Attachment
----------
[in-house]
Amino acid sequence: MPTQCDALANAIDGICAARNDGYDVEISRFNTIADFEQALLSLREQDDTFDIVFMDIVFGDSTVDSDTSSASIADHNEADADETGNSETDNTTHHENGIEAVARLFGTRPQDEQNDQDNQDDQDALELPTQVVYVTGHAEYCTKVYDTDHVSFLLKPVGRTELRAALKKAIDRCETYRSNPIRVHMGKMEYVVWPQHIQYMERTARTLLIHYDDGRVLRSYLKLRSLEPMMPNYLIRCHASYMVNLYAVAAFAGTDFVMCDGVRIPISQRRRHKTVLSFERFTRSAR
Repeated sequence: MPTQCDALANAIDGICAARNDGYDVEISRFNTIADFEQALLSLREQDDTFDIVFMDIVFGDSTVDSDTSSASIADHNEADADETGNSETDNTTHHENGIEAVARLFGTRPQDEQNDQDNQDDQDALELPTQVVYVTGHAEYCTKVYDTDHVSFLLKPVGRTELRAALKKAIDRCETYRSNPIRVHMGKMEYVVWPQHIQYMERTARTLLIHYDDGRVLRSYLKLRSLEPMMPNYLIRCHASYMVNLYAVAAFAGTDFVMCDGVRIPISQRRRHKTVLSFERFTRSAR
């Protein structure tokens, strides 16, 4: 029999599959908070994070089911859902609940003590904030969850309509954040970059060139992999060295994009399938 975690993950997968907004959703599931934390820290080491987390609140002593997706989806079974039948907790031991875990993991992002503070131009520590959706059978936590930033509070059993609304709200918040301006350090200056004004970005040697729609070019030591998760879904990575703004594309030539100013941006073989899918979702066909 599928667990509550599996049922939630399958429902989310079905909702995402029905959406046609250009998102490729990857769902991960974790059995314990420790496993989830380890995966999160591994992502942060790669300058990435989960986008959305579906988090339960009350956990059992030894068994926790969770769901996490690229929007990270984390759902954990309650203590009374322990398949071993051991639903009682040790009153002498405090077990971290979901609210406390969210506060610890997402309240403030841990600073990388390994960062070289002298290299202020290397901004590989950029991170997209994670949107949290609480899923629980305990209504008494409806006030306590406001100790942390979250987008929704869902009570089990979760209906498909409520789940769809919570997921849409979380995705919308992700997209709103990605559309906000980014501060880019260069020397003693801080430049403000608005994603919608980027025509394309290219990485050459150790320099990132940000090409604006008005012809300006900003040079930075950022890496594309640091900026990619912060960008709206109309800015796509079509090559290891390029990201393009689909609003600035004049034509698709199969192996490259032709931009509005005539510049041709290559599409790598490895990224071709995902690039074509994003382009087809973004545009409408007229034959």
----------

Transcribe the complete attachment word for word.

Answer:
[in-house]
Amino acid sequence: MPTQCDALANAIDGICAARNDGYDVEISRFNTIADFEQALLSLREQDDTFDIVFMDIVFGDSTVDSDTSSASIADHNEADADETGNSETDNTTHHENGIEAVARLFGTRPQDEQNDQDNQDDQDALELPTQVVYVTGHAEYCTKVYDTDHVSFLLKPVGRTELRAALKKAIDRCETYRSNPIRVHMGKMEYVVWPQHIQYMERTARTLLIHYDDGRVLRSYLKLRSLEPMMPNYLIRCHASYMVNLYAVAAFAGTDFVMCDGVRIPISQRRRHKTVLSFERFTRSAR
Repeated sequence: MPTQCDALANAIDGICAARNDGYDVEISRFNTIADFEQALLSLREQDDTFDIVFMDIVFGDSTVDSDTSSASIADHNEADADETGNSETDNTTHHENGIEAVARLFGTRPQDEQNDQDNQDDQDALELPTQVVYVTGHAEYCTKVYDTDHVSFLLKPVGRTELRAALKKAIDRCETYRSNPIRVHMGKMEYVVWPQHIQYMERTARTLLIHYDDGRVLRSYLKLRSLEPMMPNYLIRCHASYMVNLYAVAAFAGTDFVMCDGVRIPISQRRRHKTVLSFERFTRSAR
């Protein structure tokens, strides 16, 4: 029999599959908070994070089911859902609940003590904030969850309509954040970059060139992999060295994009399938 975690993950997968907004959703599931934390820290080491987390609140002593997706989806079974039948907790031991875990993991992002503070131009520590959706059978936590930033509070059993609304709200918040301006350090200056004004970005040697729609070019030591998760879904990575703004594309030539100013941006073989899918979702066909 599928667990509550599996049922939630399958429902989310079905909702995402029905959406046609250009998102490729990857769902991960974790059995314990420790496993989830380890995966999160591994992502942060790669300058990435989960986008959305579906988090339960009350956990059992030894068994926790969770769901996490690229929007990270984390759902954990309650203590009374322990398949071993051991639903009682040790009153002498405090077990971290979901609210406390969210506060610890997402309240403030841990600073990388390994960062070289002298290299202020290397901004590989950029991170997209994670949107949290609480899923629980305990209504008494409806006030306590406001100790942390979250987008929704869902009570089990979760209906498909409520789940769809919570997921849409979380995705919308992700997209709103990605559309906000980014501060880019260069020397003693801080430049403000608005994603919608980027025509394309290219990485050459150790320099990132940000090409604006008005012809300006900003040079930075950022890496594309640091900026990619912060960008709206109309800015796509079509090559290891390029990201393009689909609003600035004049034509698709199969192996490259032709931009509005005539510049041709290559599409790598490895990224071709995902690039074509994003382009087809973004545009409408007229034959």